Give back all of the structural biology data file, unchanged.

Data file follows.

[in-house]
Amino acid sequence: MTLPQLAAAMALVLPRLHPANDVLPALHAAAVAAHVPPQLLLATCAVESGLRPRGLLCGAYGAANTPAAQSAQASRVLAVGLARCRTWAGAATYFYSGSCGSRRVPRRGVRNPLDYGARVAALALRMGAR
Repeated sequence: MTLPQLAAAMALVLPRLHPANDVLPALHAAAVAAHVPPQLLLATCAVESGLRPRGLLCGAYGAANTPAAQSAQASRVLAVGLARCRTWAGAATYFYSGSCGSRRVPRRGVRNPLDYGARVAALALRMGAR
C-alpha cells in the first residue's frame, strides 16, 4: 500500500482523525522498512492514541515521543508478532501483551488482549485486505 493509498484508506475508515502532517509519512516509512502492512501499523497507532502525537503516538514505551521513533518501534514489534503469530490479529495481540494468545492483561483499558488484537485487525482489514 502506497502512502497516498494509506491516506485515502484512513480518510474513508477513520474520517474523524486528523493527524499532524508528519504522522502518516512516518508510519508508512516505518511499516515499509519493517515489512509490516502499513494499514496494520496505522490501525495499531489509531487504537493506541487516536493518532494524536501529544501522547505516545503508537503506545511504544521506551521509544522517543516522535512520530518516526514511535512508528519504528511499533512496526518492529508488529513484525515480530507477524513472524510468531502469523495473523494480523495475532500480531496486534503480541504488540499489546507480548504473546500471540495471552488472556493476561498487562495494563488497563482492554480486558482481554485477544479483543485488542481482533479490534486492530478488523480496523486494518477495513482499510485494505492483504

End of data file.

[in-house]
Amino acid sequence: MTLPQLAAAMALVLPRLHPANDVLPALHAAAVAAHVPPQLLLATCAVESGLRPRGLLCGAYGAANTPAAQSAQASRVLAVGLARCRTWAGAATYFYSGSCGSRRVPRRGVRNPLDYGARVAALALRMGAR
Repeated sequence: MTLPQLAAAMALVLPRLHPANDVLPALHAAAVAAHVPPQLLLATCAVESGLRPRGLLCGAYGAANTPAAQSAQASRVLAVGLARCRTWAGAATYFYSGSCGSRRVPRRGVRNPLDYGARVAALALRMGAR
C-alpha cells in the first residue's frame, strides 16, 4: 500500500482523525522498512492514541515521543508478532501483551488482549485486505 493509498484508506475508515502532517509519512516509512502492512501499523497507532502525537503516538514505551521513533518501534514489534503469530490479529495481540494468545492483561483499558488484537485487525482489514 502506497502512502497516498494509506491516506485515502484512513480518510474513508477513520474520517474523524486528523493527524499532524508528519504522522502518516512516518508510519508508512516505518511499516515499509519493517515489512509490516502499513494499514496494520496505522490501525495499531489509531487504537493506541487516536493518532494524536501529544501522547505516545503508537503506545511504544521506551521509544522517543516522535512520530518516526514511535512508528519504528511499533512496526518492529508488529513484525515480530507477524513472524510468531502469523495473523494480523495475532500480531496486534503480541504488540499489546507480548504473546500471540495471552488472556493476561498487562495494563488497563482492554480486558482481554485477544479483543485488542481482533479490534486492530478488523480496523486494518477495513482499510485494505492483504